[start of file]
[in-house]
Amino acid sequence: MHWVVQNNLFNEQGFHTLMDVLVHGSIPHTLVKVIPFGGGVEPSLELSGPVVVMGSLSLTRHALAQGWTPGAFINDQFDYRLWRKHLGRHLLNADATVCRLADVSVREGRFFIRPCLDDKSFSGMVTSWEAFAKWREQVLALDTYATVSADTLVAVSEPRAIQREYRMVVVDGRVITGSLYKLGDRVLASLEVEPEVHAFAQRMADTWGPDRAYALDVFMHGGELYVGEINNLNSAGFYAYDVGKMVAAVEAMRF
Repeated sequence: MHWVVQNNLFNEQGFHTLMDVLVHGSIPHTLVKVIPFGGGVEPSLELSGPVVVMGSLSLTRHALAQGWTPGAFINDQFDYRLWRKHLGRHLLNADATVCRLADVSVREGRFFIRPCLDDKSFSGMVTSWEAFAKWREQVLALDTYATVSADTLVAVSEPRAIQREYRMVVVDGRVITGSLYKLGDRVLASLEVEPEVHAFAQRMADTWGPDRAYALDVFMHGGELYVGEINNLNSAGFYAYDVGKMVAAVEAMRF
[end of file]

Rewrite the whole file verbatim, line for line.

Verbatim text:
[in-house]
Amino acid sequence: MHWVVQNNLFNEQGFHTLMDVLVHGSIPHTLVKVIPFGGGVEPSLELSGPVVVMGSLSLTRHALAQGWTPGAFINDQFDYRLWRKHLGRHLLNADATVCRLADVSVREGRFFIRPCLDDKSFSGMVTSWEAFAKWREQVLALDTYATVSADTLVAVSEPRAIQREYRMVVVDGRVITGSLYKLGDRVLASLEVEPEVHAFAQRMADTWGPDRAYALDVFMHGGELYVGEINNLNSAGFYAYDVGKMVAAVEAMRF
Repeated sequence: MHWVVQNNLFNEQGFHTLMDVLVHGSIPHTLVKVIPFGGGVEPSLELSGPVVVMGSLSLTRHALAQGWTPGAFINDQFDYRLWRKHLGRHLLNADATVCRLADVSVREGRFFIRPCLDDKSFSGMVTSWEAFAKWREQVLALDTYATVSADTLVAVSEPRAIQREYRMVVVDGRVITGSLYKLGDRVLASLEVEPEVHAFAQRMADTWGPDRAYALDVFMHGGELYVGEINNLNSAGFYAYDVGKMVAAVEAMRF